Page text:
On the newer Windows versions, you can open ZIP files without installing a separate software. It’s quite basic though it works well enough for quick a look. I’m an old dog who still prefers special software but once I installed them, my ZIP files won’t open up inside of Windows Explorer anymore. Instead, I get a message Windows doesn’t know what program to use.
Like I said, I have my reasons to keep opening ZIP files in the default manner. How does one restore it? The answer is simply the same way you’d associate any file extension with a program.
First, you locate a zip file in Windows Explorer. Right click on it, select Open
Choose the Select a program from a list of installed programs option. Click OK.
Click Windows Explorer in the Recommended Programs list. Make sure you check the box to always use this program and click OK.
Voila! Now, your ZIP files will open using the default ZIP File Opener (which by the way is Explorer) and you can simply double click on it to open and review the file contents.
It’s funny but chat features anywhere always have the uncanny ability to suck all your time. I’m not unsociable but very often, I want pop into Facebook to quickly see updates not stay some days I even have a timer to ensure I don’t go over time. However, the chat feature can ruin that. Always awkward because you want to be polite.
Strangely, it never occurred to me to turn off the chat nor did I even think it was possible but I did it today. Here’s how.
When logged in, at the bottom right corner of your screen which is also the bottom right corner of the sidebar listing all your friends’ status, click on the gear.
Select the Turn Off Chat option at the bottom.
Once that is off, you will see this instead and your friends’ list will be greyed out and you can’t see whether they are online or off. You can still click on their names to start a regular message though.
When you have a healthy reading appetite, sooner or later, it can be tough on your wallet. Despite eBooks sometimes being priced lower, they still add up. So one of the things I love to ask my friends – if they have a Kindle eBook that I’m interested to lend me. But… how do they do it?
Before you lend…
You need to know a few things…
1. You can loan or borrow from or to anyone who owns a Kindle device or uses a Kindle app (iPad, iPhone, Android, Blackberry)
2. When you loan a book, the borrower has 7 days to accept if they don’t it’ll be returned to you.
3. When you loan someone a book, it will not be available for you to read – that’s OK because most of the time we would already have finished it (I hope )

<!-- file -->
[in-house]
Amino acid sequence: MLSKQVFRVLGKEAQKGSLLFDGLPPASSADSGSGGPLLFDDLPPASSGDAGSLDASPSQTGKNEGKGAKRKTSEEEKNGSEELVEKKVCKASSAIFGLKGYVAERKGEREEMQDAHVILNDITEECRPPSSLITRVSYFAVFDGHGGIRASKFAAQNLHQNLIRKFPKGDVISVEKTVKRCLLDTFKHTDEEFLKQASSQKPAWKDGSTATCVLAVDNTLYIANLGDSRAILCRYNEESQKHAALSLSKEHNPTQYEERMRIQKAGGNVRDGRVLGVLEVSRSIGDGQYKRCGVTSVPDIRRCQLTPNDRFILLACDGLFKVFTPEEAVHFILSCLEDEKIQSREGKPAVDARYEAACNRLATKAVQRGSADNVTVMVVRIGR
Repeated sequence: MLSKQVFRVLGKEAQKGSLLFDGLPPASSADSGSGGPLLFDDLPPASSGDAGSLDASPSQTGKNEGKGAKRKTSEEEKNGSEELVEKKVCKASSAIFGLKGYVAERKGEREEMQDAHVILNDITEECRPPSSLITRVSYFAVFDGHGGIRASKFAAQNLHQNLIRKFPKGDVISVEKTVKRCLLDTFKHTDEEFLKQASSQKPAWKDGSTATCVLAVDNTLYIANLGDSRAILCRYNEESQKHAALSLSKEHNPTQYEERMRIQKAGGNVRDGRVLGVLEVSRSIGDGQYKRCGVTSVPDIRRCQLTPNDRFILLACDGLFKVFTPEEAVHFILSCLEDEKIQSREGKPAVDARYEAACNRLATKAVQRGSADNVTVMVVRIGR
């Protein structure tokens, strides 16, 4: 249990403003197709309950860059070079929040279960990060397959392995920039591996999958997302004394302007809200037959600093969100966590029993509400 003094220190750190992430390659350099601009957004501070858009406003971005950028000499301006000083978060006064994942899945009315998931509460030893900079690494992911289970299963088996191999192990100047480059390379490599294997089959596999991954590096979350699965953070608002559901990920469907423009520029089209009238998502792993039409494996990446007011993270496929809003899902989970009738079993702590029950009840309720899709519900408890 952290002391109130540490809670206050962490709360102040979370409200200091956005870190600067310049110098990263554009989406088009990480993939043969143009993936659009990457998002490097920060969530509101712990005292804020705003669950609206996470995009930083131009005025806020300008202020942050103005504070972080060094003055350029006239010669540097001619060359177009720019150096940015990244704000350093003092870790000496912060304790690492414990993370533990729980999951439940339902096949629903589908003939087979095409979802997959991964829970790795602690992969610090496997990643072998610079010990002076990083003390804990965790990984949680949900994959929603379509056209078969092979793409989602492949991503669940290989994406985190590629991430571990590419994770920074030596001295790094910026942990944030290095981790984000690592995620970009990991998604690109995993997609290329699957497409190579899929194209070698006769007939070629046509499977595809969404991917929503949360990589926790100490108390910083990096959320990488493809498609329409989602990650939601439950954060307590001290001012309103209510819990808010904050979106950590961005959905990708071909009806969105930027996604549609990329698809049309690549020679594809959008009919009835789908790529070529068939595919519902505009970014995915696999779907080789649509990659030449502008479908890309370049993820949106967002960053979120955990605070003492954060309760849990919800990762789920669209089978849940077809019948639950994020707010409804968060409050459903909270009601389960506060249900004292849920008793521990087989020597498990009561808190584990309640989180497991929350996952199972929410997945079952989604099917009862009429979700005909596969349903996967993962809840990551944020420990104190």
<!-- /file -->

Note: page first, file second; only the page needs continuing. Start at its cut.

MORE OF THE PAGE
4. The borrower has 14 days to read it and will be returned (from my understanding) automatically at the end of the 14 days.
5. After the book is returned, you can loan it out again
6. Not all books are lend-able. It’s something the publishers control.
7. You will need the email address of the person you are loaning to. The email does not have to be your Kindle or Amazon account address from what I understand. It’s just the way to notify the borrower you are loaning them a book.
8. I have not checked this on the Fire yet but you cannot loan from the iPad Kindle app.
Now for the how
Log into your Amazon account from your computer. Go to Your Account >> Manage your Kindle
Find your books then there is an actions button to the far right on the book list. Hover over it.
If you see a Loan this title book, then that book can be loaned. If you don’t see it then the book cannot be loaned.
You will be asked to enter your friend’s email address, their name, your name and a short message (optional)
Hit send and that is all you need to do. Your friend will receive an email and if she accepts, she’ll have the book for the next 14 days.
In this tech’ed-to-the-hilt era we live in, we tend to associate gadgets with some kind of whiz bang technology like smart phones, tablets or the next Star Trek gizmo come alive.
Today however, I am reminded that for people in the past, even a toothbrush was like, hey! New gadget! So, I set out on a path to find out the history of some of the gadgets we consider part of everyday life. First up…
While the toothbrush as we know it did have an inventor, fact is, he simply improved upon the many tools and designs of others over the centuries. People used all sorts of things from powder concoctions and cloth to sticks. Then, the ancient Chinese attached coarse animal hair to ivory handles. Finally, an 18th century Englishman convicted of inciting a riot, spent his time in jail making a toothbrush by drilling holes into a ivory handle, inserting boar bristles in it and held them together with wire.